Image signatures, derived from basic visual primitives, can be produced to digitally describe and objectively compare images. Signatures can be compared for similarity, the comparison produces a numeric value between 0 (identical) and 100 (very dissimilar). It is up to the user to set an appropriate threshold to decide at what numeric value two images are similar. Signature comparison is a good technique to determine the similarity of two images, but a signature by signature comparison of all images is computationally expensive.
The present system for content-based retrieval of images addresses the storage, indexing and retrieval of images in a computer storage system. More specifically, the present system relates to the efficient retrieval of selected images in a computer database system by comparing a query image to stored images. General database indexing techniques can be applied to benefit image retrieval.
In particular, the system provides efficient, content-based, searching of visual images through the use of storage indexes and multi-level filters. The image indexes are created from a set of indexable image attributes, these image attributes are derived from an image signature (indexing the image signature itself is not feasible due to its size and structure).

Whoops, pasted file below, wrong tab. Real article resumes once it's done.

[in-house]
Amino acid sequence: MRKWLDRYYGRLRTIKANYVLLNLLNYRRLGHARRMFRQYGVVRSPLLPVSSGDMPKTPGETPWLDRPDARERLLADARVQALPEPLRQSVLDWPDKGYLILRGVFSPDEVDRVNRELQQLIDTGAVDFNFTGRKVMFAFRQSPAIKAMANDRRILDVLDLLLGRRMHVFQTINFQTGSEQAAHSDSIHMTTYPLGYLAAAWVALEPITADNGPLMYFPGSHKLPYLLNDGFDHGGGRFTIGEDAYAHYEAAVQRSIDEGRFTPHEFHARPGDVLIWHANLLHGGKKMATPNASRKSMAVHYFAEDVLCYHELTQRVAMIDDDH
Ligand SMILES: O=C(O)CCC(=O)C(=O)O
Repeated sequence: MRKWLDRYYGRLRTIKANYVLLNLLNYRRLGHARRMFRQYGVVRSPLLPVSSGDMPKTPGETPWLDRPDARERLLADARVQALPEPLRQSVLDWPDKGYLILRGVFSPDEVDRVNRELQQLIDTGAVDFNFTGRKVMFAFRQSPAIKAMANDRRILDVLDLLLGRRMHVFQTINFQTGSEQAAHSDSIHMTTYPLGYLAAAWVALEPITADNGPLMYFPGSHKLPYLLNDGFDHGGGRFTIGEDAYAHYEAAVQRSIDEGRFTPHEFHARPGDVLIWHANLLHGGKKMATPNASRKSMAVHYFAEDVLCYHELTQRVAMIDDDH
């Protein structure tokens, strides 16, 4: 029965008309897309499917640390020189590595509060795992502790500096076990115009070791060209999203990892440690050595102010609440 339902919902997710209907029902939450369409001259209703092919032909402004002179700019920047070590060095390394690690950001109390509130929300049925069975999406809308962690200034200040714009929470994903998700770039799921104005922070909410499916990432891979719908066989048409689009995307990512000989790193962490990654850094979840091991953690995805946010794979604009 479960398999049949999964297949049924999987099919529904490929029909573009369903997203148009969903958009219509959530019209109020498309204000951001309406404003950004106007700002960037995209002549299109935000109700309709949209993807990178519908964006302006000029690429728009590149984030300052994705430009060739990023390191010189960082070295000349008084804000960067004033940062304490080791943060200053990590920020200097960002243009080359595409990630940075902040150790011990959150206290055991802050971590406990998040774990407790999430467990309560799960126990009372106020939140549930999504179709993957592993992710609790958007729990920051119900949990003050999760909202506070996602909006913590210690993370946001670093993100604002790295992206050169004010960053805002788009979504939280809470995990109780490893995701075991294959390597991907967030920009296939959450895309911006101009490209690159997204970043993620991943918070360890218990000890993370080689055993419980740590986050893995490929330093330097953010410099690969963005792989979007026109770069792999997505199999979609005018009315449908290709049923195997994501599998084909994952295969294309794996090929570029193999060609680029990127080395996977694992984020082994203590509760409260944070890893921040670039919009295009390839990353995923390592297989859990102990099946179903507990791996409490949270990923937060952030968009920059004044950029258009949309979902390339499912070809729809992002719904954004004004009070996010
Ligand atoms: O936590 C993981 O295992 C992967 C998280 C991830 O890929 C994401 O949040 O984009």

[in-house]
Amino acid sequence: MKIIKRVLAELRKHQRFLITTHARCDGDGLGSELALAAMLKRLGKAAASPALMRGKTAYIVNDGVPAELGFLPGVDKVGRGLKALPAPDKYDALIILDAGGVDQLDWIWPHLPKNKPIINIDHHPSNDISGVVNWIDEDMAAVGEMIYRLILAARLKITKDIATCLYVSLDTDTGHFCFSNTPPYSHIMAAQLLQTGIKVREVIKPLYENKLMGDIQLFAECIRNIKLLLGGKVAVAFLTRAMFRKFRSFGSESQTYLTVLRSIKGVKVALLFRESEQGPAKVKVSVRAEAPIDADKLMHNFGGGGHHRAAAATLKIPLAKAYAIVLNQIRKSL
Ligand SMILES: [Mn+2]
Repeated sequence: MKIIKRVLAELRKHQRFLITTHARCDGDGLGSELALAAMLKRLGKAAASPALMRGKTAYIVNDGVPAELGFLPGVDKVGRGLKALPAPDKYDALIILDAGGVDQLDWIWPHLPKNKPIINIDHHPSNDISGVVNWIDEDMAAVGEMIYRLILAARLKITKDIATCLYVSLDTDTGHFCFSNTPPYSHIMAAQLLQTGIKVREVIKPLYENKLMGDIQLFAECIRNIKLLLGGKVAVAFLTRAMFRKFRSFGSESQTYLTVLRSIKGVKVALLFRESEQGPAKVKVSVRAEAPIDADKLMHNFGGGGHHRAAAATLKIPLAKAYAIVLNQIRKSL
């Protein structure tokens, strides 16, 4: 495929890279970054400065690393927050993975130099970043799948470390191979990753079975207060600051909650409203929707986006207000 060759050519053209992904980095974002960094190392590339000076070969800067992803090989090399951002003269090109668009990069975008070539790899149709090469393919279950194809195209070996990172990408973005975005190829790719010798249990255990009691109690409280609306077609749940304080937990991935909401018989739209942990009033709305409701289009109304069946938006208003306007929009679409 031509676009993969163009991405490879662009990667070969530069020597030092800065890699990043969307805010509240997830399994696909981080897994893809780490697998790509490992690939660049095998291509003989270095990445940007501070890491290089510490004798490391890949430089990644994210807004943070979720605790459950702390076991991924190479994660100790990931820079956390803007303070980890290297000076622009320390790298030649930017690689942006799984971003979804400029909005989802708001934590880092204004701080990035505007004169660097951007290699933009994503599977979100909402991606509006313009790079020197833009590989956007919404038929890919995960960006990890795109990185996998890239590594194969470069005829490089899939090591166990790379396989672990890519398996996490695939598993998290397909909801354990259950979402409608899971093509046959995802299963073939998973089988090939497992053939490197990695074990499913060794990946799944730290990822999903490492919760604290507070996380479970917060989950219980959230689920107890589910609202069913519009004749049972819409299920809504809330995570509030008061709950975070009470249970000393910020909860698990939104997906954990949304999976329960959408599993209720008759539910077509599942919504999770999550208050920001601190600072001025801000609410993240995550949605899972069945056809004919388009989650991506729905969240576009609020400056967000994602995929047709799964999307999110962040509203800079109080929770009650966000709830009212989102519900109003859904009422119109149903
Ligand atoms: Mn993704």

Visual image retrieval can be performed by searching for image signatures in storage structures, such as database tables, that are similar to the image signature of the query image. The process of retrieval incorporates a multi-level filter to reduce the number of candidate images before a full comparison is done on the filtered-set of candidate image signatures. The first sub-filter performs a range-based query on a table having, for example, the rowid of the image row and image attributes derived from the image signature, each attribute in this table is indexed. The results of the range-based sub-filter are processed by a functional predicate sub-filter which determines a distance measure of each resultant image from the query image. The results of the functional predicate sub-filter are compared, using full signature comparison logic, to the query image signature to produce a determination as to whether the query image is similar to any visual image stored in the table.